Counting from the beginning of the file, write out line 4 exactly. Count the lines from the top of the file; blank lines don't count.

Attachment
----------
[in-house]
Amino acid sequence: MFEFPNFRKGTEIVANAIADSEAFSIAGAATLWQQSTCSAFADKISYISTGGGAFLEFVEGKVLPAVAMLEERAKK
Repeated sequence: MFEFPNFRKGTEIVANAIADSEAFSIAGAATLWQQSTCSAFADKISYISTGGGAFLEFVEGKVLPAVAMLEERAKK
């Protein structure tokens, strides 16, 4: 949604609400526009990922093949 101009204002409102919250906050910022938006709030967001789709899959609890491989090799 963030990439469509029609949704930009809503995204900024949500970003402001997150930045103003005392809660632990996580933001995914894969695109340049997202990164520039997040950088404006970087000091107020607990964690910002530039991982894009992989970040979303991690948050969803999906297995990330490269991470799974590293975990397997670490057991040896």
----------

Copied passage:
């Protein structure tokens, strides 16, 4: 949604609400526009990922093949 101009204002409102919250906050910022938006709030967001789709899959609890491989090799 963030990439469509029609949704930009809503995204900024949500970003402001997150930045103003005392809660632990996580933001995914894969695109340049997202990164520039997040950088404006970087000091107020607990964690910002530039991982894009992989970040979303991690948050969803999906297995990330490269991470799974590293975990397997670490057991040896």